Steen Riisgaard is president and chief executive of Denmark-based biotech company Novozymes, the world's largest producer of industrial enzymes. Guido Ghisolfi, President and CEO of Beta renewables, the leader in making non-food cellulosic biomass practical and cost-competitive for the production of advanced biofuels and biochemical.
Financial recovery is quite rightly Europe’s number one priority at the moment. Yet, as European leaders gather in Brussels this week to discuss the EU budget against the backdrop of the escalating crisis, they would do well to realise that they actually have a golden opportunity to kick-start an innovative and competitive economy by harnessing waste and plant residues.
Known as the bio-based economy, this exciting alternative also has the potential to help resolve another severe crisis facing Europe, the scarcity of vital resources and the stress that our consumption of fossil fuels is putting on our climate. The bio-based economy utilises residues from the agriculture, forestry and waste sectors as resources to produce feed, fuel, materials and products, ranging from advanced biofuels to bioplastics. It blends the use of innovative technologies with an abundant resource that is renewable and home-grown.
Europe’s leaders will be aware that in the coming years all major policy areas and related public expenditures must give priority to creating jobs, reviving the economy, and stimulating green, sustainable growth. The Common Agricultural Policy (CAP) is a prime example, given that it has long been exposed to the twin challenges of financial and environmental sustainability.
The CAP reform that is currently under way must launch a genuine transformation fromcostly, addictive subsidies to lasting added value. Equally, Horizon 2020 must bridge the gap between research and the market so that fruits of EU’s R&D funding are harvested in Europe rather than elsewhere. The contribution of the CAP and the EU’s Horizon 2020 research strategy to green growth and job creation should therefore feature high on the agenda when the EU heads of state and governments discuss the budget this week.
The good news is that European agriculture and forestry have enormous potential to deliver growth, jobs, greening and innovation. In addition, a bio-based economy will help create new sources of income for our farmers and foresters as well as revive our rural communities and strengthen our manufacturing base.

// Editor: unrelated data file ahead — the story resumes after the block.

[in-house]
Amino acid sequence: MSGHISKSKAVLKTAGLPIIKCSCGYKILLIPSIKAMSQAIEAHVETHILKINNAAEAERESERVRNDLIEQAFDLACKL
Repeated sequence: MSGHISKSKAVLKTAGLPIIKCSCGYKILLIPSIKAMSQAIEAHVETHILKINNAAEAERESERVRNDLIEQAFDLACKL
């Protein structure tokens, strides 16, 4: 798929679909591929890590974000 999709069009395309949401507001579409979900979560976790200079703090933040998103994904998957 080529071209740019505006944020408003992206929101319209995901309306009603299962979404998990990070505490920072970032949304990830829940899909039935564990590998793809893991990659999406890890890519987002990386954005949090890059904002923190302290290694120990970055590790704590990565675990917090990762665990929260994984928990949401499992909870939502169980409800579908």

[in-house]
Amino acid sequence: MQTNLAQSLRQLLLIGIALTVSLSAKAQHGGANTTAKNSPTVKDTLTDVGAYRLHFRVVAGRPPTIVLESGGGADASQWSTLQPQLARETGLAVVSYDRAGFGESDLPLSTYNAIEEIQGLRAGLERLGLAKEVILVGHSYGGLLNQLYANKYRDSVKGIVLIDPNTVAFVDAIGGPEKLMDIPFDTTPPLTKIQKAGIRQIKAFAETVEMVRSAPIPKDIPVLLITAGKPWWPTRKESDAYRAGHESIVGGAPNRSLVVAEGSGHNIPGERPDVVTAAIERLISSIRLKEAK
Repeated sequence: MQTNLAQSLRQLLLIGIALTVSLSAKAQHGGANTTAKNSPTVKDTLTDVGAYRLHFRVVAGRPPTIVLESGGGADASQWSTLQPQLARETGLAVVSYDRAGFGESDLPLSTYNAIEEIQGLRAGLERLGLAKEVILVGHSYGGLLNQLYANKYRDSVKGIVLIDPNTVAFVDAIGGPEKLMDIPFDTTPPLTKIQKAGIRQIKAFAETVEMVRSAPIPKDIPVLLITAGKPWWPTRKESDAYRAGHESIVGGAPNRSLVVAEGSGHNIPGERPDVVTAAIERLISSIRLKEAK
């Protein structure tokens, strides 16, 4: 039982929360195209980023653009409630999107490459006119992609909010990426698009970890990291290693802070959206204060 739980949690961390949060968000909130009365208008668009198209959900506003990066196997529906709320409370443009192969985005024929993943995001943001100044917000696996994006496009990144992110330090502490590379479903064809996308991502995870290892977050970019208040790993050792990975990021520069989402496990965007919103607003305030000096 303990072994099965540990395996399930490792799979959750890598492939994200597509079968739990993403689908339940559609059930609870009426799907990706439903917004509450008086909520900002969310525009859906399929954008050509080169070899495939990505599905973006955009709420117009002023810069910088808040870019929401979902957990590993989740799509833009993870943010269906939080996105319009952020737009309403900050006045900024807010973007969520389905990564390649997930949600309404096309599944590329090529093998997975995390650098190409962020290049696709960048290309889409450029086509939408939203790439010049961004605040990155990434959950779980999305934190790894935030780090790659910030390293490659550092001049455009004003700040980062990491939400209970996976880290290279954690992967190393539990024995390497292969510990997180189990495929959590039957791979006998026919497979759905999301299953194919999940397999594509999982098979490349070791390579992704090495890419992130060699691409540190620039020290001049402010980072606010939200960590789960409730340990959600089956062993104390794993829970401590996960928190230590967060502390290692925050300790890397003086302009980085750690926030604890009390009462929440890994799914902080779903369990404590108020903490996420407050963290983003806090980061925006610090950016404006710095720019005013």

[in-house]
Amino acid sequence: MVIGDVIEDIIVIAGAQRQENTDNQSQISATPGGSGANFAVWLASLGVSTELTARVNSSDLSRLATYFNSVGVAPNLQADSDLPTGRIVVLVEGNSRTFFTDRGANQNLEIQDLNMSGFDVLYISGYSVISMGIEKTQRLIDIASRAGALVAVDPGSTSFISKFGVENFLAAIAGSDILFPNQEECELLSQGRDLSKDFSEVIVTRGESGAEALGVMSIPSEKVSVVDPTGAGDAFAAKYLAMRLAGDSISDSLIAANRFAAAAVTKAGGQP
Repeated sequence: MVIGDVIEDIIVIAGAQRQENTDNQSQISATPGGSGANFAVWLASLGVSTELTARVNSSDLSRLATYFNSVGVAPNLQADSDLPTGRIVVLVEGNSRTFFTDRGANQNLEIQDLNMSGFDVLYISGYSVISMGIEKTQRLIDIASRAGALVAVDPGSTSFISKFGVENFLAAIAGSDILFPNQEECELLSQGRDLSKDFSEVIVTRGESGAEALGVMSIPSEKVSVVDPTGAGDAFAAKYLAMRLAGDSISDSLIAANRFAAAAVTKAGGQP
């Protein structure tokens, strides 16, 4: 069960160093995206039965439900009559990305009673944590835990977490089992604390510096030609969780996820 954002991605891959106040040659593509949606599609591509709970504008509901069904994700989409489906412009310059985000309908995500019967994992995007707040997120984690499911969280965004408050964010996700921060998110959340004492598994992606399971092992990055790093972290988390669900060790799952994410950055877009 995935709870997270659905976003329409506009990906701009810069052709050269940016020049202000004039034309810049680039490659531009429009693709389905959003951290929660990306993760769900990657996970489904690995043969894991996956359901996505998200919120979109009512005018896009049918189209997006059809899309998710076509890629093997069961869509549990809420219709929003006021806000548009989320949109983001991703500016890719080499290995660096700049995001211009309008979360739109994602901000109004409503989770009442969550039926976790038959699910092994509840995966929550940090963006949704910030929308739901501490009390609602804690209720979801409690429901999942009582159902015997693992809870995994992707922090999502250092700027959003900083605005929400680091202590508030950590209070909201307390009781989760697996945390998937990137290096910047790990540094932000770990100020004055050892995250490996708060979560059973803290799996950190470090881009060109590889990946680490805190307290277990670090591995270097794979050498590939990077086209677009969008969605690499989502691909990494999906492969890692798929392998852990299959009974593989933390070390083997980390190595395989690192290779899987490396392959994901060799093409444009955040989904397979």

In this way, agriculture, far from being a burden on our economy and the environment, provides an opportunity to meet the EU 2020 objectives.
Our farmers have the potential for becoming key drivers of a positive bio-based vision where food production and bio-based products go hand in hand. The farmers can become an integral part of the solution to Europe’s economic and environmental woes. They could take centre-stage as rural entrepreneurs and deliver on the widely endorsed objective of “innovating” and “greening” the CAP by carving out new revenue streams from residues and reduce the unsustainable dependency on tax-payers money.
As for Horizon 2020, its new focus on innovation is key to bringing new technologies to the market. The possibility to create new partnerships between the private sector and member states to bring together the resources needed for upscaling and deployment can help the EU objective of becoming a bio-based economy. By involving all actors of the bio-based value chain, a public private partnership on bio-based industries can deliver growth and jobs in Europe by 2020.
Designing a CAP and a Horizon 2020 that incentivise the bio-transformation of the economy takes vision. This would, however, be a vision and an investment that could bring a rapid pay-back for both European farmers and the economy as a whole. As an example, bio-based industries have already committed to invest €2.8 bn in research and innovation by 2020, nearly three times more than what the public contribution would be in the public private partnership. We believe such a leverage effect is what Europe is looking for to kick-start growth.
To harness the potential, however, Europe must ensure policy coherence and connect the relevant policy dots: the CAP to incentivise supply and processing of agricultural residues and waste; Horizon 2020 to support new value chains and industrial scale biorefineries; renewable energy policy to provide stable and long-term policy frameworks for advanced biofuels; industrial policy to build green markets and support performance standards; and structural funds to invest in rural green infrastructure and innovation.
One thing is clear: with the ongoing eurozone crisis and difficult budget negotiations, our agricultural and innovation policies cannot continue unchanged. Innovation to optimise land use by unlocking the potential of waste and residues and to launch a sustainable and competitive bio-based economy is one of the keys to ensuring sustainable growth and tackling the challenge of producing more while polluting less. Visionary thinking from EU leaders is needed to make the right choices and to invest today in the solutions of tomorrow. No backsliding!